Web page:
Pension asset growth masks asset owner governance challenges

In the past decade the world’s largest 300 pension funds have grown by over 50% and now total US$15.7 trillion, representing over 43% of global pension assets. While this is solid aggregate growth, especially as it coincides with the recovery period of the world financial crisis, it masks the challenges these systemically important funds will face in the next decade. How they organise themselves to search for attractively priced assets, at acceptable risk, will shape their fortunes and their ability to meet respective missions and objectives.

During this time, we have seen a plethora of investment strategy innovations undertaken by the investment community, while uncertain and often volatile outlook in capital markets have played on asset owners’ minds. These strategies have sought to maximise and optimise outcomes through, for example, new approaches to risk diversification. However, there is a growing recognition by those at the forefront of industry thinking that an ability to adapt to a fast-changing landscape is critical, and that this is best achieved by sharing and implementing best-practice. Funds which are able to demonstrate more effective decisions through improved cognitive diversity and board-executive engagement, combined with better sustainability and risk management, are the ones emerging as leaders at the vanguard of the global asset owner industry. In brief, self-awareness is emerging as central to the evolutionary success experienced by the world’s leading asset owners.

These characteristics were highlighted in our recent research, sponsored by the Future Fund, entitled Smart leadership, sound followership. In it we sought to benchmark and compare practices across 15 world-leading asset owners, chosen from the North American, EMEA and Asia-Pacific regions and based on their global reputation, strong governance, significant size and thoughtful, outward-looking perspectives. Other findings of the research include:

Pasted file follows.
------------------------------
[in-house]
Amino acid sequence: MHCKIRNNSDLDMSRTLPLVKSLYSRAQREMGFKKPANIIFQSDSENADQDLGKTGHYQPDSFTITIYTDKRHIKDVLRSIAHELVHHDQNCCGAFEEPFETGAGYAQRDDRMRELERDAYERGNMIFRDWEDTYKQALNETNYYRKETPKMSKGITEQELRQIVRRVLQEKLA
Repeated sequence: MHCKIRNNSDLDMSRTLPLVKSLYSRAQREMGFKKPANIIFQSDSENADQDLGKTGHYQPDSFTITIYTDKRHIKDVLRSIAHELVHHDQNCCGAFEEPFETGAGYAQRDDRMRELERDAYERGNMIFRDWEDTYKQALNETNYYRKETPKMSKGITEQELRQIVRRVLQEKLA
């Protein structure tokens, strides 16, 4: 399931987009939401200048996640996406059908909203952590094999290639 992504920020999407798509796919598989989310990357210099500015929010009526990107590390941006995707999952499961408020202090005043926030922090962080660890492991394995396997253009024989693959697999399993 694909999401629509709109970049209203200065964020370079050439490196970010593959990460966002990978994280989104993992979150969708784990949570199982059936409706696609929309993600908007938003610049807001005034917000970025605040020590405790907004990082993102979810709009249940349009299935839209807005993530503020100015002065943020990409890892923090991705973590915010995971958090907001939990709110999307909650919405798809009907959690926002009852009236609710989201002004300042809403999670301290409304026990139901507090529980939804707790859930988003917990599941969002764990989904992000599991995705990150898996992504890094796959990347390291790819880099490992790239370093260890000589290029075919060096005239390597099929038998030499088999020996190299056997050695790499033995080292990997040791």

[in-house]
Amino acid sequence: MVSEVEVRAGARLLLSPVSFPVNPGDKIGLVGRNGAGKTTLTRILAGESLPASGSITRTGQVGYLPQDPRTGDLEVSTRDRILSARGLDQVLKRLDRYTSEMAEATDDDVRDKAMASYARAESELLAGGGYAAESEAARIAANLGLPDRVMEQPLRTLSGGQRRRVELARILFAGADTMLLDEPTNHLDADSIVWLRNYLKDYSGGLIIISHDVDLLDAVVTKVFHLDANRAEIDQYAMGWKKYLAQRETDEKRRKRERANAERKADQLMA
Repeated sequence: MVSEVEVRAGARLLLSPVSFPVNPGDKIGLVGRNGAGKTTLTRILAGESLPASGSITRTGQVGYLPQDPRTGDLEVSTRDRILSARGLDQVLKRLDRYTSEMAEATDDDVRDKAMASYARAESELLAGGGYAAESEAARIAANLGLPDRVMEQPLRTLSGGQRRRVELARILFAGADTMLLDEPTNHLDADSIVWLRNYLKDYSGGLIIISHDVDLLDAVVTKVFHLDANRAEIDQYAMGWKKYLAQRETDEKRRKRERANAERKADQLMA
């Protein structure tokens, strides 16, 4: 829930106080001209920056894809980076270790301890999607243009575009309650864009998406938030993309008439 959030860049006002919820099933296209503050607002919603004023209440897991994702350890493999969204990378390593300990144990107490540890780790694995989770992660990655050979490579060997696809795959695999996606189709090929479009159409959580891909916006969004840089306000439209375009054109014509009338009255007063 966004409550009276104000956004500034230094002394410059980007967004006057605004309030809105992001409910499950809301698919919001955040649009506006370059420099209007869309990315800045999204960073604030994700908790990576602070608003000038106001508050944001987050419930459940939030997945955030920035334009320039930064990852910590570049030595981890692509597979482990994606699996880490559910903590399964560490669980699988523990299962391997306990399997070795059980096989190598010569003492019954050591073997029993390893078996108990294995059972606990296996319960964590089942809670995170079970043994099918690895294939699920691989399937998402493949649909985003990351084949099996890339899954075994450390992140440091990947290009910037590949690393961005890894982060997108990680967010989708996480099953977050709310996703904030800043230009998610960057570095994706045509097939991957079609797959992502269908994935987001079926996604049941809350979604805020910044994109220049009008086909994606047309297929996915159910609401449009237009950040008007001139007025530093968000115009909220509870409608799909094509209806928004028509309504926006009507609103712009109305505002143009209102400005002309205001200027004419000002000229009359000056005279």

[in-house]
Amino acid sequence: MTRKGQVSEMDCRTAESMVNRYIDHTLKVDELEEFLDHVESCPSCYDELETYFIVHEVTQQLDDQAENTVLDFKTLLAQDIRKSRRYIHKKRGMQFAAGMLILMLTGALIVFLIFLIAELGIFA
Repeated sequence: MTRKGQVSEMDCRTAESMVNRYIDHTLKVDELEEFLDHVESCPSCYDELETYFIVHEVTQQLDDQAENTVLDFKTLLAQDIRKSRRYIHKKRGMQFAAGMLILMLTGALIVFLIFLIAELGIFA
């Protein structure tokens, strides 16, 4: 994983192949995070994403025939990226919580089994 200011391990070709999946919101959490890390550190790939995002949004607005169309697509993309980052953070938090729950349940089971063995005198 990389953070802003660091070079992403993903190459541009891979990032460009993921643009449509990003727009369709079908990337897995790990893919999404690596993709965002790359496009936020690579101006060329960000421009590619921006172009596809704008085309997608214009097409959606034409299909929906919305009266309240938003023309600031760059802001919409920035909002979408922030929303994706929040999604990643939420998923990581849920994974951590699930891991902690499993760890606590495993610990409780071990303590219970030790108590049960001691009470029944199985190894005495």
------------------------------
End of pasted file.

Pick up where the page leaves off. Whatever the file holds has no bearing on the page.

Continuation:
• The importance of cognitive diversity – research is revealing that biases in investment decision-making settings are more numerous and deeply embedded than investors readily recognise. Using diversity effectively can help in reducing the impact of biases

  • Sustainability and long-horizon investing is currently too shallow – sustainability is a critically important emergent subject, yet opportunities are being missed in the overlapping areas of sustainability, ESG, stewardship and long-horizon investing

  • Boards are having trouble being strategic – boards seem strong in interpreting their fund’s mandates and in ensuring executive accountability, but less so in their development of a strategic dialogue with their executive. This is work in progress, revealing an opportunity for organisations to improve

  • Risk management is key as the business landscape is changing – to manage risks there is merit in scenario analysis. Studying the investment ecosystem, not just the markets, is critical to anticipate some transformational changes ahead

  • Funds are evolving their mix of internal and external intellectual property – there can be a better grasp of how to optimise the value chain, including the nature of external strategic relationships. Technology and increased sophistication make network opportunities across funds potentially more valuable than ever.

The overriding lesson from this study is that self-awareness and cognisance of peer groups has played an intrinsic role in the evolution taking place across the world’s leading asset owners. We believe that this will only become more important in the future, particularly given the scarcity of investments that meet the current risk and return targets of many funds.

If asset owners are to repeat the growth attained in the last decade, it is imperative that they continue to expand their skill-sets, particularly in a continued lower return environment which looks set to remain a feature of the industry going forward. Leader funds have set themselves apart through their ability to innovate, rather than to rely on practices which may have worked in the past. This will be a particularly desirable characteristic for all asset owners in the decade to come.